“These monitors have not been shown to decrease risk of SIDS,” she said.

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First generation baby monitors took hold in the 1980s and looked like walkie-talkies.

They broadcasted through short wave radio.

By the early 2000s, video monitors came into favor, giving parents a bird’s-eye view of their child.

Today, parents and caregivers can choose from a veritable smorgasbord of baby monitoring devices. boasts dozens of devices. A quick search for “baby monitoring devices” on Google produces a seemingly endless list of page results.

There are only a handful of the more sophisticated smart devices on the market.

The Owlet gives parents real-time feedback on heart rates and oxygen levels. It looks like a little sock that parents slip on their baby’s foot.

The website promotes the idea of “peace of mind” for parents, but it also lists a disclaimer that “this device is not intended to cure, treat, or prevent any disease or health condition, including, but not limited to, sudden infant death syndrome (SIDS).”

The Mimo Smart Baby Breathing and Activity Monitor is best described as onesies with the device attached near the belly.

It monitors “real-time breathing” and alerts parent of any changes in breathing and activity, such as body position and temperature through a connected app.

MonBaby calls itself a breathing and rollover monitor.

It snaps onto your baby’s clothes, similar to antitheft devices used on clothes in department stories. Parents can set up their desired alerts on the accompanying app.

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It’s important to note the American Academy of Pediatrics is not in favor of parents using smart monitoring devices. These products are also not approved by the Food and Drug Administration (FDA).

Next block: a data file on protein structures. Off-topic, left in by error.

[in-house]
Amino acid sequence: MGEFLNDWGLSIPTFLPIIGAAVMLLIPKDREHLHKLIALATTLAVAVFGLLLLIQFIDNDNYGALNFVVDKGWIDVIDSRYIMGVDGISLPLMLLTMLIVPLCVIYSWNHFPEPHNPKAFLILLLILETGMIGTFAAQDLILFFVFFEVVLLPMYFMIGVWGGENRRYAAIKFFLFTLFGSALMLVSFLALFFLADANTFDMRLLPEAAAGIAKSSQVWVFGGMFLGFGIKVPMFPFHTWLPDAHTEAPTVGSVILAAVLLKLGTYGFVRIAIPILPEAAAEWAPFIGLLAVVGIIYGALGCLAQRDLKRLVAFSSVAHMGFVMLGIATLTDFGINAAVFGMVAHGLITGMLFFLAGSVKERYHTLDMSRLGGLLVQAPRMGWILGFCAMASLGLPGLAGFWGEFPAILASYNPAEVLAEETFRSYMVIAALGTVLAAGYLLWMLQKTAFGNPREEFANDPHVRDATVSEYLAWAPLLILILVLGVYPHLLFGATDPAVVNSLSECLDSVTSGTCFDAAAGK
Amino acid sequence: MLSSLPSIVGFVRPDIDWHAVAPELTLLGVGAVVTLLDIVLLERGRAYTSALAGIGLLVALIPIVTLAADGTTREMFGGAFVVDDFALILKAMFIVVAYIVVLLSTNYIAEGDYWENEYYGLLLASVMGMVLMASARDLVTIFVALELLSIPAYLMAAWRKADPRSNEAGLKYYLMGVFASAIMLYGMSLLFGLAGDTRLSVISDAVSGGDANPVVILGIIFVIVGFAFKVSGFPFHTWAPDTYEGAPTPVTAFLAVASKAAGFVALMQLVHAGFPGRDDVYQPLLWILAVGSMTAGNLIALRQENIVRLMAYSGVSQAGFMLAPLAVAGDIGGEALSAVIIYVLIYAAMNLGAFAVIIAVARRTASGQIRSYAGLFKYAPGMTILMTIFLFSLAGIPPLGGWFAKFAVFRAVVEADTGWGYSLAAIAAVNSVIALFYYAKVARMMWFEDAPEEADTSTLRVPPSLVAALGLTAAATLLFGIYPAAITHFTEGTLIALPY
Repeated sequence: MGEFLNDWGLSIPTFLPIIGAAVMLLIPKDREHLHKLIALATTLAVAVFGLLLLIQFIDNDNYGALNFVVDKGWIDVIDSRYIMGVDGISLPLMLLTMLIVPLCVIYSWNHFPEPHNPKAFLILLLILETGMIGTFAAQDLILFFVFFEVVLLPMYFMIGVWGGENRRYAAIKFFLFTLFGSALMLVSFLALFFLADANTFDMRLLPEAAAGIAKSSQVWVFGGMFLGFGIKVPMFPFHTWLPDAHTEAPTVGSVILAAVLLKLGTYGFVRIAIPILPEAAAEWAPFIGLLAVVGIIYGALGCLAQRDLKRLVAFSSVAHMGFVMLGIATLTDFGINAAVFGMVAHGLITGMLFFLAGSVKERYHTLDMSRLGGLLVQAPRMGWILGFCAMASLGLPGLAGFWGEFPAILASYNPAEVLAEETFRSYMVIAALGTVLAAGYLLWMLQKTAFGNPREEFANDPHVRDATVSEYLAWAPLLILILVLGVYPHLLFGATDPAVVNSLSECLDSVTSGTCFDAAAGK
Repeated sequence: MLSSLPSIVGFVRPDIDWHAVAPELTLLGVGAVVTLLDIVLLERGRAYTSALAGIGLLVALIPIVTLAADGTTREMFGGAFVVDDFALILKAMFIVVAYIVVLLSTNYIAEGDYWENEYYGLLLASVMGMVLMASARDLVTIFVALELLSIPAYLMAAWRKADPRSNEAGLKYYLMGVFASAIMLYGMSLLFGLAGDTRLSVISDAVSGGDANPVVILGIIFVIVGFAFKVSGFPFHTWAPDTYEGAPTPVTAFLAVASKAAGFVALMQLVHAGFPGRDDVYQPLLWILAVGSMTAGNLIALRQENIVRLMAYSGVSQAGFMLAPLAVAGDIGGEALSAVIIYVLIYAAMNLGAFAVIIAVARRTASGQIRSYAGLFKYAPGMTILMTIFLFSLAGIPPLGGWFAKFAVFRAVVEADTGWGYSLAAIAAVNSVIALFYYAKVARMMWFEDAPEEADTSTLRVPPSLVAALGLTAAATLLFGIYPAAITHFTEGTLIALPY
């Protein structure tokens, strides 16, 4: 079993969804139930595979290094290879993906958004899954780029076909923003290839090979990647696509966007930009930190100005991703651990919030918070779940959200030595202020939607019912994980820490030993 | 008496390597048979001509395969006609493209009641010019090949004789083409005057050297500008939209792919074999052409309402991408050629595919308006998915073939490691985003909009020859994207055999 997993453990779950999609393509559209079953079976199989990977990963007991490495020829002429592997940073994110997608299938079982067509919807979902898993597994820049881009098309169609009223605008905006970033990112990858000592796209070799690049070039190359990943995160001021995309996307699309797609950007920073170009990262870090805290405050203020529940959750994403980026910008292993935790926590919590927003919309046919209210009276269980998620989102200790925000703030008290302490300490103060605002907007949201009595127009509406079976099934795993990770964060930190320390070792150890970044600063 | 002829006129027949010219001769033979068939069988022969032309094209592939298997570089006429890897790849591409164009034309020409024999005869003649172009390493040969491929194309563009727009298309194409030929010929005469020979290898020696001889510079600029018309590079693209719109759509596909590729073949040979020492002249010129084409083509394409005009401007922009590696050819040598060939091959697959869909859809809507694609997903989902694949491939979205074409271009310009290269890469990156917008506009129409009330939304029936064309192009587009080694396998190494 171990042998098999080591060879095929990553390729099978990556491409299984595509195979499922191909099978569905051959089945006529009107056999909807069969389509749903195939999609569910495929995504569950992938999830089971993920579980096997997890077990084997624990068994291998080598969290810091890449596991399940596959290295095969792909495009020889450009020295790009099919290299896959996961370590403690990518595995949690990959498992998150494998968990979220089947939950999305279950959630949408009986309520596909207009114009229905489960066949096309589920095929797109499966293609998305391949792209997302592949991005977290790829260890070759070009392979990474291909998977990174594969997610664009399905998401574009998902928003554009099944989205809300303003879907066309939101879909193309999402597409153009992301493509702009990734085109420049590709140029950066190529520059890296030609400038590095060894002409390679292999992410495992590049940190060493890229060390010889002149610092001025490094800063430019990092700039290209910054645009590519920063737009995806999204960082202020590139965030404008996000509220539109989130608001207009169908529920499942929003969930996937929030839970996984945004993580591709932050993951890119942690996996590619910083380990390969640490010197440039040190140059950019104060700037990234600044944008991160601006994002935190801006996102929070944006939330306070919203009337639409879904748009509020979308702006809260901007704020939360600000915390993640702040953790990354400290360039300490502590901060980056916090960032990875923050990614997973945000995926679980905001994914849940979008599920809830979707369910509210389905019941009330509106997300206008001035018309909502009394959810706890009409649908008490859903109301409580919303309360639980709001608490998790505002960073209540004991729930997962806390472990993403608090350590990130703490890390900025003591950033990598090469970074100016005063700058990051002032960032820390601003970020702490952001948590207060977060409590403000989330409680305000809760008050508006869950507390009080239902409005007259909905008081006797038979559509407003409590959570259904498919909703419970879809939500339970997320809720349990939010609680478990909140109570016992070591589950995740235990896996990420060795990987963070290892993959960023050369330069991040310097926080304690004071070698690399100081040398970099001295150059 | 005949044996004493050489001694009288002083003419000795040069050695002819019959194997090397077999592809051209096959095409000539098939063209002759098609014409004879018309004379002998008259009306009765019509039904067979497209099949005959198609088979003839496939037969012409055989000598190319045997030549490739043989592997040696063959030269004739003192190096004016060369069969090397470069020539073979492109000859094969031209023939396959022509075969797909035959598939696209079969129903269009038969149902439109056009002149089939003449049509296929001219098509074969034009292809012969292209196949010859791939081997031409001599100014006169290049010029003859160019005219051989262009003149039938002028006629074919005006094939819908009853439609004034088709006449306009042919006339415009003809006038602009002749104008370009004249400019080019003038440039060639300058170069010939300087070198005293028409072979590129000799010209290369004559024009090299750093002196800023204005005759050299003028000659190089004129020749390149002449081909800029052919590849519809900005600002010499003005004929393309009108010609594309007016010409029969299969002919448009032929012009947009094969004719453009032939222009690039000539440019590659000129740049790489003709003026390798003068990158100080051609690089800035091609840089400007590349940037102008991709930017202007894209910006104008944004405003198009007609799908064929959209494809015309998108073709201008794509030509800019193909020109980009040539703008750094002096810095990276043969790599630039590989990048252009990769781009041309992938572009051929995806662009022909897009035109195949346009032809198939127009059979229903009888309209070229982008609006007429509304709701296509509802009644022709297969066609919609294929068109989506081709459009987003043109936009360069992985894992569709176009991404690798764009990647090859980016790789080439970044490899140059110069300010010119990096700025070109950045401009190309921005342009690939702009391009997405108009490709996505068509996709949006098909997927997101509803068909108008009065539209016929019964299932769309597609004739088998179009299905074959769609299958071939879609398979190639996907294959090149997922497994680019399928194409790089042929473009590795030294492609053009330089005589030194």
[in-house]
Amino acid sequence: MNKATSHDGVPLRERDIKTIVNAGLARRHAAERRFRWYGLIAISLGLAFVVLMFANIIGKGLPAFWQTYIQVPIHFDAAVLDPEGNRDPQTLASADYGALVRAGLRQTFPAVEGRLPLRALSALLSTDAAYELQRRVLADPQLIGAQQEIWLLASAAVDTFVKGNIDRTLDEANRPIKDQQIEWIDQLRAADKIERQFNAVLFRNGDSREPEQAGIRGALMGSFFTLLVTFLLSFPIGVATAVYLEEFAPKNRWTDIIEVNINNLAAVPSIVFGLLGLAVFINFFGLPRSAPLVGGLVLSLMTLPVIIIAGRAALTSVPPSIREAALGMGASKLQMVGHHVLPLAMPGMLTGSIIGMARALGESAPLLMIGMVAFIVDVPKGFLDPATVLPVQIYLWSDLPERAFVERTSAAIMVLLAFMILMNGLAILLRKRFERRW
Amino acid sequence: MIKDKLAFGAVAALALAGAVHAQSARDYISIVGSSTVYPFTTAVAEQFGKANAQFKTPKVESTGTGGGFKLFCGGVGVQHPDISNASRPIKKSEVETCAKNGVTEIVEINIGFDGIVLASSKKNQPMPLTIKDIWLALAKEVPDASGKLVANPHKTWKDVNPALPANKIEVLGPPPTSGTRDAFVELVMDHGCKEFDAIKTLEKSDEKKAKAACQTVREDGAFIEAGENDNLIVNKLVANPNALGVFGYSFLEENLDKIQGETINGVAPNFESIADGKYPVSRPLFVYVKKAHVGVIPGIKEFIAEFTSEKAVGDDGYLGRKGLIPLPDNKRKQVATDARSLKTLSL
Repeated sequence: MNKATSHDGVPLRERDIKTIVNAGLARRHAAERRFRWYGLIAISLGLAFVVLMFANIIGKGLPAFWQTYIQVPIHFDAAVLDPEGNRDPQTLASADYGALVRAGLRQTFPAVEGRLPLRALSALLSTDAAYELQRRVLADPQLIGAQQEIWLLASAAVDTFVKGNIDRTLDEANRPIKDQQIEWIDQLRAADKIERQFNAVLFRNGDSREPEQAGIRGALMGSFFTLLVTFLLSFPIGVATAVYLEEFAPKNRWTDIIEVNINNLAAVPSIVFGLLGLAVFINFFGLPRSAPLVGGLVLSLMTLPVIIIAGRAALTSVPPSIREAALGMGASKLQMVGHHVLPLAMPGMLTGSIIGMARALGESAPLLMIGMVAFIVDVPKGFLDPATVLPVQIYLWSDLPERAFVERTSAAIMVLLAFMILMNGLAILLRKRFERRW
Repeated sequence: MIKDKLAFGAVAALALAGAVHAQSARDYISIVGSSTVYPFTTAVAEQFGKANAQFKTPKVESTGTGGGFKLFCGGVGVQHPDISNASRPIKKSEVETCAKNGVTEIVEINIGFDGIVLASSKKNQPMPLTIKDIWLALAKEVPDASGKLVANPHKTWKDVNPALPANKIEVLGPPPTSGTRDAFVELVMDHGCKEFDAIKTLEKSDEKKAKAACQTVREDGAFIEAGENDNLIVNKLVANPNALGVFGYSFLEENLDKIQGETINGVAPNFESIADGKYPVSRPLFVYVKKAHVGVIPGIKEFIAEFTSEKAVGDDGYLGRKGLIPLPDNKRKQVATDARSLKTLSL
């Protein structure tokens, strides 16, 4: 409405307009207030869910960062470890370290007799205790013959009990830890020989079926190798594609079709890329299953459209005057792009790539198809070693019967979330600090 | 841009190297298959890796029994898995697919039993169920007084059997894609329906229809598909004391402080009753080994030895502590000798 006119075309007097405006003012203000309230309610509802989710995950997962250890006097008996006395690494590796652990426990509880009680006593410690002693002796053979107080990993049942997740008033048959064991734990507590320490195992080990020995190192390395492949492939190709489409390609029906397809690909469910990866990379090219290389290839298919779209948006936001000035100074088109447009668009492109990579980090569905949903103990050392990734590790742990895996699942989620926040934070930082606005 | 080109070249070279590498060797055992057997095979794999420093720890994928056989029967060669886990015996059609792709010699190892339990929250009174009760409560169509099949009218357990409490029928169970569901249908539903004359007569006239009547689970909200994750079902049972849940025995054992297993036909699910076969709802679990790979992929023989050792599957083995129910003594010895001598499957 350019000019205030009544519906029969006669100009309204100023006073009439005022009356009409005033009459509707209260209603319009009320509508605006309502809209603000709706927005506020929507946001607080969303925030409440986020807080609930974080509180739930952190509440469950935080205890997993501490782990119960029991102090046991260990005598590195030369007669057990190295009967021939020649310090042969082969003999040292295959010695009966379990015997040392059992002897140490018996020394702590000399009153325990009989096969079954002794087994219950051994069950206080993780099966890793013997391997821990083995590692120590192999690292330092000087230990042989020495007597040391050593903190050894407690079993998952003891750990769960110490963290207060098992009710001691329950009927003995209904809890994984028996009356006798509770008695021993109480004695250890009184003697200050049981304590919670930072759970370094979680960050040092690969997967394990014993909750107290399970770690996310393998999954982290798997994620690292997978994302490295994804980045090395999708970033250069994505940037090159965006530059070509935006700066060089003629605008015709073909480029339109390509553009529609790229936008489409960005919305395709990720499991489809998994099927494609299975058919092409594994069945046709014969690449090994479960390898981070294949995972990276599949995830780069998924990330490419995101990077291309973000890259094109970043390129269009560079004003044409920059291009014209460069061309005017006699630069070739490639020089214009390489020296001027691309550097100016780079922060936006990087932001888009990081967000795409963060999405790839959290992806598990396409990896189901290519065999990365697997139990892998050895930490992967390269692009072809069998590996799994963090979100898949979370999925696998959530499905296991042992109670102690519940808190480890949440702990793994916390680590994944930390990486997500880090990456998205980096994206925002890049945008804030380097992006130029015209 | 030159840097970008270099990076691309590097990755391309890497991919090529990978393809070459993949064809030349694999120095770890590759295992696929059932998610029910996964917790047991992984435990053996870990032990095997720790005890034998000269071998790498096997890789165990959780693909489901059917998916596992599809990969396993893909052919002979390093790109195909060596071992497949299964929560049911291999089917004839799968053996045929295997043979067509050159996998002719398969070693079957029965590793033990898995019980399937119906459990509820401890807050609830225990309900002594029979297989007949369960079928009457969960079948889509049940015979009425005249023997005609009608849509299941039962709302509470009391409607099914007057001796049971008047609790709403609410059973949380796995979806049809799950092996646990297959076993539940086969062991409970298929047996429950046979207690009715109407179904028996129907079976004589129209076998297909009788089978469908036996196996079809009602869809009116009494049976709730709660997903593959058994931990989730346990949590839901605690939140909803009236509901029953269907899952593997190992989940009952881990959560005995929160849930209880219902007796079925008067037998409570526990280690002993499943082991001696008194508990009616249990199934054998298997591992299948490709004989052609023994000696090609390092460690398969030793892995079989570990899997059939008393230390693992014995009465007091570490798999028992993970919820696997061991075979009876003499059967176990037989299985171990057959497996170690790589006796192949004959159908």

Gowan said infants with chronic lung disease or bronchopulmonary dysplasia, or infants who require ventilation at night, would likely benefit from a smart monitoring device.

“But then the pulmonologist is prescribing it and parents are instructed on what to do,” she said. “In this case it’s very controlled.”

Parents who have healthy babies and are using a smart device are essentially on their own, she added, with no one to help them interpret the alarms.

“This leads to the anxiety,” Gowan said.

O’Connell Ripley said that was the reason she and her husband made the conscious choice to not purchase a smart monitoring device.

“Unless there was a known medical issue,” she said, “I think it would increase your anxiety.”

Gowan said she has no issue with parents employing a video monitor. She also hasn’t had any parents ask her about wearable devices for their child.

But she expects that to change.

When that happens Gowan said she plans to educate parents on the JAMA findings and strongly encourage parents to employ the tactics that are known to prevent SIDS.

“Safe sleep, that has been known to reduce SIDS. Back sleep, no blankets, no toys in the crib, all of those things,” she said. “It’s important for us to emphasize those are the things to do to protect your baby.”